Fresh political battles break out over Nano project site (Lead)September 13th, 2008 - 9:19 pm ICT by IANS
Kolkata, Sep 13 (IANS) A fresh round of political battles has broken out over the land dispute that has stopped work at global automobiles major Tata Motors’ project site at Singur in West Bengal for producing the super-cheap car Nano.The two warring parties - the state’s ruling Left coalition, the Left Front (LF) and its principal opposition, the Trinamool Congress - went on the warpath again Saturday.
The Left Front announced Saturday it was going to launch a March to Singur Monday to build up public support for the project.
Trinamool chief Mamata Bannerjee too Saturday lashed out at the government for violating the peace terms that had been brokered by the state’s Governor Gopalkrishna Gandhi last Sunday.
She announced a counter march to Singur Tuesday.
Surprisingly, this new political fracas came almost immediately after governor Gandhi had issued a statement Saturday afternoon appealing to both parties to find a ‘farm-factory’ balance.
His statement was sparked off by the breakdown in talks between the state chief minister Buddhadeb Bhattacharya and Trinamool leader Mamata Bannerjee Friday evening.
“Reason can be reasonable; passion dispassionate. I believe, given the will, a solution can still be found in a manner that accords with the law, safeguards the interests of farmers, of the small car factory and going beyond, help in establishing the farm-factory balance that we so vitally need,” the governor said in his statement.
Soon after the governor’s statement was issued the Left Front chairman Biman Bose announced plans to launch a campaign Sep 15.
“On Sep 15 at 3 pm, senior LF leaders will hold a rally in Singur to kick-start the campaign in favour of industrialisation of the rural pocket,” Bose told reporters after a meeting of the LF partners.
“In order to build public opinion in favour of the Tata Motors’ project, the LF will campaign across the state in various districts after that,” he said adding “Singur Chalo is the motto for September 15″.
Immediately after that Mamata told the media “West Bengal government doesn’t respect us. It has broken the terms of agreement. We are not ready for any more talks.”
She too called for a “March to Singur” Sep 16 and threatened to launch yet another agitation after Sep 19.
The governor’s statement had also said: “Through the Singur discussions on Sep 5, 6 and 7, I saw earnest participants showing a rare spirit of accommodation. That spirit needs to be operationalised.”
Invoking Rabindranath Tagore, the Governor said: “Jiban jakhan shukai jai koruna dharai esho (when the heart is hard and parched up, come upon me with a shower of mercy.”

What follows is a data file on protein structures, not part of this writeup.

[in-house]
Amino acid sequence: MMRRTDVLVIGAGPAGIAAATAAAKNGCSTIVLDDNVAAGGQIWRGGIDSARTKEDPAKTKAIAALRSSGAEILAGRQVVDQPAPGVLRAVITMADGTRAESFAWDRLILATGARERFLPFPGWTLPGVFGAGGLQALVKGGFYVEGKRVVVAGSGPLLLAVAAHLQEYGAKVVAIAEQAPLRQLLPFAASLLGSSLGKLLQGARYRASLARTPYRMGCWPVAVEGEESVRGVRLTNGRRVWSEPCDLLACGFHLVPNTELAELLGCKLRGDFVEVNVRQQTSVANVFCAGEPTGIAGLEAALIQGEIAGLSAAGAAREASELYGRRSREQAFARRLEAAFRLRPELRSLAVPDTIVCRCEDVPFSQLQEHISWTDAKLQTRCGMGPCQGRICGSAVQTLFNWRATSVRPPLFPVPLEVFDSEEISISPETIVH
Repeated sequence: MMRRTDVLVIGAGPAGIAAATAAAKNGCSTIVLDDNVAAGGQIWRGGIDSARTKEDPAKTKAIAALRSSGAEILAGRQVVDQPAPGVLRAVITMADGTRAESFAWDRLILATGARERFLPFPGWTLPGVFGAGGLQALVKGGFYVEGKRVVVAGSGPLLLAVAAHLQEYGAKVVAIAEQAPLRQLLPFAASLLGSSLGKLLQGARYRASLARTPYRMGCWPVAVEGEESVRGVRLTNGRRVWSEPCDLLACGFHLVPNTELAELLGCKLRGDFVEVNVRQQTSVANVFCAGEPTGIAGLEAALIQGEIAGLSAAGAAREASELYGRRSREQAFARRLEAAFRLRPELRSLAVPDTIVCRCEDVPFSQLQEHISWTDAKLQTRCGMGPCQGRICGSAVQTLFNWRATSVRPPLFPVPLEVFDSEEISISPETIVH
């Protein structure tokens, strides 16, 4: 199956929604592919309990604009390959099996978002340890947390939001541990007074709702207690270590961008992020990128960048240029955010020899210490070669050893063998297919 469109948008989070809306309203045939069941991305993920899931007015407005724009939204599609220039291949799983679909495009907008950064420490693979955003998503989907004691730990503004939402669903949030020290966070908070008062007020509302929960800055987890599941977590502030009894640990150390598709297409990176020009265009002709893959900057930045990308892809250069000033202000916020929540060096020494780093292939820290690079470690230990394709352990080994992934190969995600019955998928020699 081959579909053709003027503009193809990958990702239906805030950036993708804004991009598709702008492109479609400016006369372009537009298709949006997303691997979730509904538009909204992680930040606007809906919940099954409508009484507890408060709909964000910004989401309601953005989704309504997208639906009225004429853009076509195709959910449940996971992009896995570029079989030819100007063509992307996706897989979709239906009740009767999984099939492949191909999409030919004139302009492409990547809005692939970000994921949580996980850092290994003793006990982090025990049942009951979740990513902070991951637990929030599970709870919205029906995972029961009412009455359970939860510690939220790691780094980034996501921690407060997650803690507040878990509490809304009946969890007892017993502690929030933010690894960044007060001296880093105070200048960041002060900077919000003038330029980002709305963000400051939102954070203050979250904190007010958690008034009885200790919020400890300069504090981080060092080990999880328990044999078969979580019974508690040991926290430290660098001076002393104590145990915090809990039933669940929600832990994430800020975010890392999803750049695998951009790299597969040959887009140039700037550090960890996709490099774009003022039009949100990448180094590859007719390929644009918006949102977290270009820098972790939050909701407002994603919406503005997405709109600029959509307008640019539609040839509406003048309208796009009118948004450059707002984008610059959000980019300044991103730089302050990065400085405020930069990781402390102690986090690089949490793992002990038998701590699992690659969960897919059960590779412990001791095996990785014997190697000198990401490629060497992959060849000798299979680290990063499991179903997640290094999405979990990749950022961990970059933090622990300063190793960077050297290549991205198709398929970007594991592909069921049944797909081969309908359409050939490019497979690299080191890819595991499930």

But the day’s developments showed no side was willing to show any mercy and if the Tatas now decide to actually pull out of West Bengal, it will be the hapless people of the state who will become a victim of all this “merciless” politics.
West Bengal had for long been shunned by big industry and the Tatas’ decision two years back to locate the plant to build the world’s cheapest car Nano (to be priced at $2,500 or Rs.100,000) in the state had brought in its wake a number of other industrial investment proposals.
The Trinamool claims that the state government “forcibly” acquired land from farmers “unwilling” to part with their land to allot the Tatas 997.1 acres at Singur, 40 km from here, for locating their Nano project.
She and her party are demanding that 400 acres of project land be returned to the “unwilling” farmers. She had launched a siege of the plant site August 24 which was lifted September 8 after governor brokered a peace deal between Mamata and the state government.
Land owners accounting for more than 650 acres out of the 997.1 acres have already collected their money for selling their land to the state government. The others have not collected their cheques.
Trinamool calls these farmers “unwilling”.
The state government has ruled out return of 400 acres or the scaled down demand of 300 acres of project land as the viability of the project would be destroyed if the Tats cannot also house component makers within the project site.
For this reason, the 400 acres earmarked for component vendors cannot be returned, the state government had argued.
The agreement last Sunday had stated that the maximum possible land from within the project site would be returned while more land would be allotted to the “unwilling” farmers from outside the project site.
A committee comprising Trinamool and government representatives was set up to identify the land that could be returned.
A higher compensation package would also be paid, the agreement had said.
Friday evening the Chief Minister invited Mamata to a meeting to announce that the committee had been able to find only 70 acres within the project site that could be returned.
He also announced a larger compensation package but Mamata walked out of the meeting claiming 70 acres was “unacceptable”. She has stuck to her demand for return of 300 acres.
Bose also announced Saturday that the government would advertise in newspapers Sunday the new package that had been offered and rejected by Mamata Bannerjee to make people of the state aware of what had been offered by the chief minister.